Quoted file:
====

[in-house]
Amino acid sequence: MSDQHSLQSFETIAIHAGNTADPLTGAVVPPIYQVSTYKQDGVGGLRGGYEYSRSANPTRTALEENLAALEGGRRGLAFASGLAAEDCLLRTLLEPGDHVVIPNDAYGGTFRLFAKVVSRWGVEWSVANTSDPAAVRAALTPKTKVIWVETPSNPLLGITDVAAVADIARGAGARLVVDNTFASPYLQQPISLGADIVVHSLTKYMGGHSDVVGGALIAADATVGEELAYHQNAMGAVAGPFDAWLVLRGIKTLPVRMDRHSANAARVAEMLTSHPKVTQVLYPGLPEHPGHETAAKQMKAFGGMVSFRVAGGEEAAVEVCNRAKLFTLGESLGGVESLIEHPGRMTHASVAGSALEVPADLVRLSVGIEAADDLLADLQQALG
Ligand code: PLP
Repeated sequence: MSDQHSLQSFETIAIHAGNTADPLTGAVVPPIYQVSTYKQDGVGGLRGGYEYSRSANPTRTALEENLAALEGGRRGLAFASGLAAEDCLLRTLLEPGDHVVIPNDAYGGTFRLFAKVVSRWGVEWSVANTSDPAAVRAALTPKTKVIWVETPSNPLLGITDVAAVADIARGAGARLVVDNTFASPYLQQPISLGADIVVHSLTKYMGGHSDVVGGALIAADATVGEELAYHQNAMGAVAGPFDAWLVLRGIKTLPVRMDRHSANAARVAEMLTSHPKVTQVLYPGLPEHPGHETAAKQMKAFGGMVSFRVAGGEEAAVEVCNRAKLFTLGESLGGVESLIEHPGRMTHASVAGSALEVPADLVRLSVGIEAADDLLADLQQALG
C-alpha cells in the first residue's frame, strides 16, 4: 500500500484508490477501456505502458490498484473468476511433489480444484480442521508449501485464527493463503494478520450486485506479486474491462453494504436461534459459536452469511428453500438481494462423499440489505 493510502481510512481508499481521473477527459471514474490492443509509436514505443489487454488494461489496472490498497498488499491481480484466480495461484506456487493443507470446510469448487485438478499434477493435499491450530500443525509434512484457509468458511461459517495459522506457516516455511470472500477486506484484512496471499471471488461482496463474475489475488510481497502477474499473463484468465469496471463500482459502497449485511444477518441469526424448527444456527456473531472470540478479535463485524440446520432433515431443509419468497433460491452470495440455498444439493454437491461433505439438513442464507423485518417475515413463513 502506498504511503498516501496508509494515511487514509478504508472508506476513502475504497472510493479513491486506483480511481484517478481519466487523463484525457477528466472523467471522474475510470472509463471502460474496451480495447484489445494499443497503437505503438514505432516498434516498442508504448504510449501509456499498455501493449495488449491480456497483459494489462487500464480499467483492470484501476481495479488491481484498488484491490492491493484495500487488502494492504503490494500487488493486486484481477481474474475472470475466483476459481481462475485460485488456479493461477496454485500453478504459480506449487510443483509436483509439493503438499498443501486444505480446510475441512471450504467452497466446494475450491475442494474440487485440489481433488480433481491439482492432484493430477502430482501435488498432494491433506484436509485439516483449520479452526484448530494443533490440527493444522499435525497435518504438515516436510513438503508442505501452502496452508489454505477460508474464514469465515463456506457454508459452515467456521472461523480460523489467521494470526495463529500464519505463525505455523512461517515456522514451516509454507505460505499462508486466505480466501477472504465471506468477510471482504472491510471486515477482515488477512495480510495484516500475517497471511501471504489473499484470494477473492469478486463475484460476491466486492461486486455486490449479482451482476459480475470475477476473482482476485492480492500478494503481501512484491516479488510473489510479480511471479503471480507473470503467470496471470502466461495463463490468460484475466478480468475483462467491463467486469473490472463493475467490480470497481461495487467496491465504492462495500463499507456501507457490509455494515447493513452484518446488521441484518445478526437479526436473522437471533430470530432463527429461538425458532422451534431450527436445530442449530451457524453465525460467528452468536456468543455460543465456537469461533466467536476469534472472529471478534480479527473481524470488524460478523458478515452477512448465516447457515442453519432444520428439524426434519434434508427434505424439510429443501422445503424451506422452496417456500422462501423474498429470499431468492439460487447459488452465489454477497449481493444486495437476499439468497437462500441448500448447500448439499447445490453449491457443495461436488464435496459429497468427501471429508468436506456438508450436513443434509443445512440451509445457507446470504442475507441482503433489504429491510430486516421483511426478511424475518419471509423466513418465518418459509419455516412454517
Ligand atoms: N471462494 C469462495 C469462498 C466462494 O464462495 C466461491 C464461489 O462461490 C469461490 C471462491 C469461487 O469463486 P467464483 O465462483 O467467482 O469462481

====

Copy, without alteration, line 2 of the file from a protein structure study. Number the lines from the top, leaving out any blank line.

Amino acid sequence: MSDQHSLQSFETIAIHAGNTADPLTGAVVPPIYQVSTYKQDGVGGLRGGYEYSRSANPTRTALEENLAALEGGRRGLAFASGLAAEDCLLRTLLEPGDHVVIPNDAYGGTFRLFAKVVSRWGVEWSVANTSDPAAVRAALTPKTKVIWVETPSNPLLGITDVAAVADIARGAGARLVVDNTFASPYLQQPISLGADIVVHSLTKYMGGHSDVVGGALIAADATVGEELAYHQNAMGAVAGPFDAWLVLRGIKTLPVRMDRHSANAARVAEMLTSHPKVTQVLYPGLPEHPGHETAAKQMKAFGGMVSFRVAGGEEAAVEVCNRAKLFTLGESLGGVESLIEHPGRMTHASVAGSALEVPADLVRLSVGIEAADDLLADLQQALG